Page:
Patient or Pretender

Marc D. Feldman and Charles V. Ford. Patient or Pretender: Inside the Strange World of Factitious Disorders. Wiley, 1994.

A strange world indeed, one dominated by incredibly devious and manipulative personalities who are able to convince doctors and other medical workers that they are suffering from an immense range of symptoms: this is the world of Munchhausen's Syndrome.

Some of the accounts in this book are almost beyond belief, and sometimes need a strong stomach even to read about, like people who have deliberately injected themselves with infected materials in order to make themselves the centre of attention at a hospital. Many of these 'patients' display an acute knowledge of medicine - or at least symptoms - and move from one hospital to another displaying their imaginary or self-inflicted illnesses and symptoms.

Of course, none of these people have "anything to gain" in the conventional sense from their extreme actions - no financial reward or increase in status - quite the opposite. Exposure of their pretence has often resulted in personal ruin and shame for their families. Reading the accounts in this book one is irresistible drawn again and again to the narratives of abductees and satanic `survivors': these people show a compulsion both to present themselves as victims deserving of attention and sympathy, and to place themselves in a position where they can dominate and control the 'professionals' (ufological, medical or social) to whom in other circumstances they are obliged to defer. How often have we heard someone saying, with satisfaction, rather than fear which would be the logical reaction: "the doctors are baffled, they don't know what I've got"?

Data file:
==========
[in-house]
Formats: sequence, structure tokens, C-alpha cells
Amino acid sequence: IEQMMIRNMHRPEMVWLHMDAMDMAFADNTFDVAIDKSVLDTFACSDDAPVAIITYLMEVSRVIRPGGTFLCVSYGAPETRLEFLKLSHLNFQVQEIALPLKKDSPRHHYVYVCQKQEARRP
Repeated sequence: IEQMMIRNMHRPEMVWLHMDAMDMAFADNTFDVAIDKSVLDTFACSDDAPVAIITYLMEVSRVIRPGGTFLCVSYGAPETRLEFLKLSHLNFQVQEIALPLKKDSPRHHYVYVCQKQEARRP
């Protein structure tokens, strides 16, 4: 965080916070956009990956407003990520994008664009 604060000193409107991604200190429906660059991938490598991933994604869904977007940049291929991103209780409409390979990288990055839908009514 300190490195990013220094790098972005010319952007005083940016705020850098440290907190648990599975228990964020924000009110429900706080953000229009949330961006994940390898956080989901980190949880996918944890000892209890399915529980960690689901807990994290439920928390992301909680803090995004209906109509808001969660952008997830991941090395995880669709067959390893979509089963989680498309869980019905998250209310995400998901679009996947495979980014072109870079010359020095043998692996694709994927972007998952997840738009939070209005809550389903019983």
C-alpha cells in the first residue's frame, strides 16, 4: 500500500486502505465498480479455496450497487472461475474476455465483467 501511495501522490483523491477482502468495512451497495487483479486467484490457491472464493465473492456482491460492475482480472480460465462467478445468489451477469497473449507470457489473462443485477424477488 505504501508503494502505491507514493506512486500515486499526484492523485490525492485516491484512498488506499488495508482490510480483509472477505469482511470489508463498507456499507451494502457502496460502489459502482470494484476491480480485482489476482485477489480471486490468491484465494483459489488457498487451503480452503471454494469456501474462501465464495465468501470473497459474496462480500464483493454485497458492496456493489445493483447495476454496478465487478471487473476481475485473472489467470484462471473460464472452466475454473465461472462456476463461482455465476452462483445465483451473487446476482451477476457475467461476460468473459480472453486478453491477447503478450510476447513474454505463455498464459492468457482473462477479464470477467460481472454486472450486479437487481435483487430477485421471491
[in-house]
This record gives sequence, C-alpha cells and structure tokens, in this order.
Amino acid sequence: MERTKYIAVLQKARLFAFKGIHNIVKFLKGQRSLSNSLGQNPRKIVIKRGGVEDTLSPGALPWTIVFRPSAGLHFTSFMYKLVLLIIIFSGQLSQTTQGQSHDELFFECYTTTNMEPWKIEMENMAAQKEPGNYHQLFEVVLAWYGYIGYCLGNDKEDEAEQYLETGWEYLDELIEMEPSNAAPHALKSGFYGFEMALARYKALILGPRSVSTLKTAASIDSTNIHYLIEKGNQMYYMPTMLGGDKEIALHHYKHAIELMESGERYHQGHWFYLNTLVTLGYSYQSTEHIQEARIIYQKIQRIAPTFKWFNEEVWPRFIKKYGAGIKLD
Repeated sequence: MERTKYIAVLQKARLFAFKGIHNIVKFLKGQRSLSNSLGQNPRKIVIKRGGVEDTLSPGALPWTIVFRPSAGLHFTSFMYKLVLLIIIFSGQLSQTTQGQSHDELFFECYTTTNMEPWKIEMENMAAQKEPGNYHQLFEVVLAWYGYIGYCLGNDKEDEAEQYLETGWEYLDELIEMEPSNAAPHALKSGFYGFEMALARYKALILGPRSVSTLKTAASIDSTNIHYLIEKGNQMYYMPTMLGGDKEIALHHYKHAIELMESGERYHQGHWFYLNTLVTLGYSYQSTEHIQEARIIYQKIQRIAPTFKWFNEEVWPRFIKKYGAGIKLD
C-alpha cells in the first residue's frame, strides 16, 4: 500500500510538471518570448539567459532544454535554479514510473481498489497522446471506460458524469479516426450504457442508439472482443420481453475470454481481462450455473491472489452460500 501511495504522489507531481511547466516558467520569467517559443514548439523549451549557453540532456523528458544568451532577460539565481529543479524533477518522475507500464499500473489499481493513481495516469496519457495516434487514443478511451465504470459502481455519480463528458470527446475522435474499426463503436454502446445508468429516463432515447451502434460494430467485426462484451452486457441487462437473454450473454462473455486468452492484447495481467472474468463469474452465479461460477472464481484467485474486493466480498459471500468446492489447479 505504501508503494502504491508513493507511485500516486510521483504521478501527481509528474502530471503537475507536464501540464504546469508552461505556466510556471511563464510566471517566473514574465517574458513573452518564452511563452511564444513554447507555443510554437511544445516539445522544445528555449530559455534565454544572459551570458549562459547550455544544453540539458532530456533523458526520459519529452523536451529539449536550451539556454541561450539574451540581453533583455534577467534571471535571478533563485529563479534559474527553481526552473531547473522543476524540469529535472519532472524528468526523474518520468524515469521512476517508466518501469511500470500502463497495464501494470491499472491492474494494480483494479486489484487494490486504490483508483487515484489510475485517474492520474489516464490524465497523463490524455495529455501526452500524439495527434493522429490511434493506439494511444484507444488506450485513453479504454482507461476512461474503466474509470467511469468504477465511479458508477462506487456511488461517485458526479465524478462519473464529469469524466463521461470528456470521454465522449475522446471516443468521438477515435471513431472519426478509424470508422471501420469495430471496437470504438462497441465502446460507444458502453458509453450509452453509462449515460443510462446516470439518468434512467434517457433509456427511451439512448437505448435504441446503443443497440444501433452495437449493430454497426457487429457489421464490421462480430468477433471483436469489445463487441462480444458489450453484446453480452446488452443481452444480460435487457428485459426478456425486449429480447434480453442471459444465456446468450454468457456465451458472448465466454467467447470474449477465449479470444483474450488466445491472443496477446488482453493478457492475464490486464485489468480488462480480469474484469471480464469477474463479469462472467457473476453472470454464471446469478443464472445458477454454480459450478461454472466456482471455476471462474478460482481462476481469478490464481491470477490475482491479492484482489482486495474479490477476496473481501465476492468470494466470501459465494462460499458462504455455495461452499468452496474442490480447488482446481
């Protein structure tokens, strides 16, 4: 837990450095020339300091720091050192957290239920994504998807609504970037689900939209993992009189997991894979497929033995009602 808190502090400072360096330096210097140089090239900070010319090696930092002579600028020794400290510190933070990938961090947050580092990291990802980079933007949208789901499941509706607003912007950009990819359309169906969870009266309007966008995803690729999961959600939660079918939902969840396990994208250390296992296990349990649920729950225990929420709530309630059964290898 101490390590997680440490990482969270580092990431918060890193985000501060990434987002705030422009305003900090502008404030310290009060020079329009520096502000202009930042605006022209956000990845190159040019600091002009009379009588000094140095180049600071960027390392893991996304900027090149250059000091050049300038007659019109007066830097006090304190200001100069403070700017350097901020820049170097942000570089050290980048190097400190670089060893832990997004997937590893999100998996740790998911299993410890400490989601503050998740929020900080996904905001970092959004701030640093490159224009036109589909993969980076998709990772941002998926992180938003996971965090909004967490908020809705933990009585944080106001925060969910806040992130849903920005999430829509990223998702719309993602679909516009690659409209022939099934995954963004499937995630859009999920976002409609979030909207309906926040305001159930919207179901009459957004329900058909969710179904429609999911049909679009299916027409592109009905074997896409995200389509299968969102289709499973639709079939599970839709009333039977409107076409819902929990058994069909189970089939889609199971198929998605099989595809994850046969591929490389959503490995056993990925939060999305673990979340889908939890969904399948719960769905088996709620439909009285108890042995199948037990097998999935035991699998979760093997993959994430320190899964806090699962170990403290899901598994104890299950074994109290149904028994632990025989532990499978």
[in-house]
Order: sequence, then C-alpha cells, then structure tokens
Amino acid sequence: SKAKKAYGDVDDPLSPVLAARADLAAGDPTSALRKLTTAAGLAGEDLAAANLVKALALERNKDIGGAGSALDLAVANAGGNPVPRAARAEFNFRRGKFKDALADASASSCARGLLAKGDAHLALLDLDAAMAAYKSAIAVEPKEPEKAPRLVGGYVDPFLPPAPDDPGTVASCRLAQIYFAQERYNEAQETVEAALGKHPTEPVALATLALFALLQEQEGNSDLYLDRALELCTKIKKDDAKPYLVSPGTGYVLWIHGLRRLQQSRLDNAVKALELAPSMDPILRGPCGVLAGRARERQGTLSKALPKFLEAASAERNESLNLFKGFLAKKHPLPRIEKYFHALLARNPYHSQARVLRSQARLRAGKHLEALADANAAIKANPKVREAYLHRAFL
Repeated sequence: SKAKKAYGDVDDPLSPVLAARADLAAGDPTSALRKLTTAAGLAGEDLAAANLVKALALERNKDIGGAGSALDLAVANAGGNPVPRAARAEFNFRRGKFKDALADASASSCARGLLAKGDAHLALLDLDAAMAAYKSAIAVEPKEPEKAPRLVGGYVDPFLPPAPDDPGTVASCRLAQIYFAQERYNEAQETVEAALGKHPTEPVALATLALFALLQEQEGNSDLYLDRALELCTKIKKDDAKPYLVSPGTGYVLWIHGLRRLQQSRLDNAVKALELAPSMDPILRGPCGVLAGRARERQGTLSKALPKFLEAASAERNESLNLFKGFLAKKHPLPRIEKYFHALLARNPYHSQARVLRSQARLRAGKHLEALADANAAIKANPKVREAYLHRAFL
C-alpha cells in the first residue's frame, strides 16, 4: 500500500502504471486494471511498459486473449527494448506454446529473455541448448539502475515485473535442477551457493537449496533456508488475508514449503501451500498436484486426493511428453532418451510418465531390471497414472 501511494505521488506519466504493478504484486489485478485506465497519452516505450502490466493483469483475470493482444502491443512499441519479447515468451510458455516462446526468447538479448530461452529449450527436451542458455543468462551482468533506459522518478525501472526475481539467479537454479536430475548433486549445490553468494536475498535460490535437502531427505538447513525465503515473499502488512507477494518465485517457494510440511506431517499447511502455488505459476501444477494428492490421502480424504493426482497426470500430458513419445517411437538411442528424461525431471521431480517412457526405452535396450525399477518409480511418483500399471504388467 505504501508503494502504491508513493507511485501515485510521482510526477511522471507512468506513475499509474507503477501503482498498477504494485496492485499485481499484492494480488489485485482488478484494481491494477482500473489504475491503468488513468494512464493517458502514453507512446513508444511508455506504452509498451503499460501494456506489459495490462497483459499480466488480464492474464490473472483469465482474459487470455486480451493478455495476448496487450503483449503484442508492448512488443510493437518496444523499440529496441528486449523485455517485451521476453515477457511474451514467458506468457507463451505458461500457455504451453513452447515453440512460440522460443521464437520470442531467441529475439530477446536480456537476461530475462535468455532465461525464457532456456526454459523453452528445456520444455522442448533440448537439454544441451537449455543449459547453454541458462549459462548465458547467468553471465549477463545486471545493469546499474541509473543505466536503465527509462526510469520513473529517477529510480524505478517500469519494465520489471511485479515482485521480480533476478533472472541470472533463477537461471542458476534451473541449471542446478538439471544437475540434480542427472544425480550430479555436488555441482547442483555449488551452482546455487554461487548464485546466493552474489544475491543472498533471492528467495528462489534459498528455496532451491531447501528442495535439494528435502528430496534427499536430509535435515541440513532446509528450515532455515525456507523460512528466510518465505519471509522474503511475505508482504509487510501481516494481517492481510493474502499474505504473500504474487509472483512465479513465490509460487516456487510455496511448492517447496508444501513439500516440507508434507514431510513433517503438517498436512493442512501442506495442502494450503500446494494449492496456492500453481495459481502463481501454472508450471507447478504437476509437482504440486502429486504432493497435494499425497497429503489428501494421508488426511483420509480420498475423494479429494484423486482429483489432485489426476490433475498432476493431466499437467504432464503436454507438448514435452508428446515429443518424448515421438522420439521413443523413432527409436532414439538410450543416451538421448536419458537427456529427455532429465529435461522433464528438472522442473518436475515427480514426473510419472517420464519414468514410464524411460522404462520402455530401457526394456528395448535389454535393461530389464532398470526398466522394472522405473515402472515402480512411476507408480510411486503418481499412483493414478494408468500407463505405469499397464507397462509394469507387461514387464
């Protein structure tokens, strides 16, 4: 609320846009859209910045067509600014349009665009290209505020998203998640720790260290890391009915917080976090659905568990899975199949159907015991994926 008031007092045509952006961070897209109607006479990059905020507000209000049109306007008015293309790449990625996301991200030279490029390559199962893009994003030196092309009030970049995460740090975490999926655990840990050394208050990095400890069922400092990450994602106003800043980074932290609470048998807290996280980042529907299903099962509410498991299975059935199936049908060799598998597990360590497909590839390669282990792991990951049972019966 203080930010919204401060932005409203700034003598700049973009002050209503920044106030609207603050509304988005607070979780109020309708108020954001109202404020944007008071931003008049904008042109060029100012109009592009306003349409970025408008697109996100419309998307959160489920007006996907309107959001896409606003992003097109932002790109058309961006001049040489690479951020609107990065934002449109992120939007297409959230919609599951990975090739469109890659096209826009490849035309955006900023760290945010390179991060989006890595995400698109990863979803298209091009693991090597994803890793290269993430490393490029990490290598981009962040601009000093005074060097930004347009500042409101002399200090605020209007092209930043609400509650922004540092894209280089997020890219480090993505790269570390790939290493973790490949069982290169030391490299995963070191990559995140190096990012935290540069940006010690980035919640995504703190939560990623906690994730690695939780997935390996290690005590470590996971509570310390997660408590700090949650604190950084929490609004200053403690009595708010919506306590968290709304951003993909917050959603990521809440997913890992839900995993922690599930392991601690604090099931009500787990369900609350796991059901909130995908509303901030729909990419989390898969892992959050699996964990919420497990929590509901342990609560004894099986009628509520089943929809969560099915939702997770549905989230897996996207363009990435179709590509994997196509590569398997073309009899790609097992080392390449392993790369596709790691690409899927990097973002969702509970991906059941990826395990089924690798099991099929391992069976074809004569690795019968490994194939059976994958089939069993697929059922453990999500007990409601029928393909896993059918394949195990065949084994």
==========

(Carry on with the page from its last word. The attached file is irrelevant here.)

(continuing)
Similarly, many UFO percipients are more concerned with ensuring the bafflement of investigators than trying to find out the origin of their observation. And has any abductee, no matter how flimsy and unconvincing their story, ever said, "sorry I must have been wrong, I dreamt it all". No chance; Munchhausen's Syndrome, like so much of the UFO and abduction phenomena, is about who is able to control who. This book serves as a valuable guide to the lengths to which individuals are prepared to go in order to assert that control. As my colleague Peter Rogerson commented: "after reading this you will never think the same way again about abductee's scars and their children's nosebleeds" -- Reviewed by John Rimmer, from Magonia 50, September 1994.


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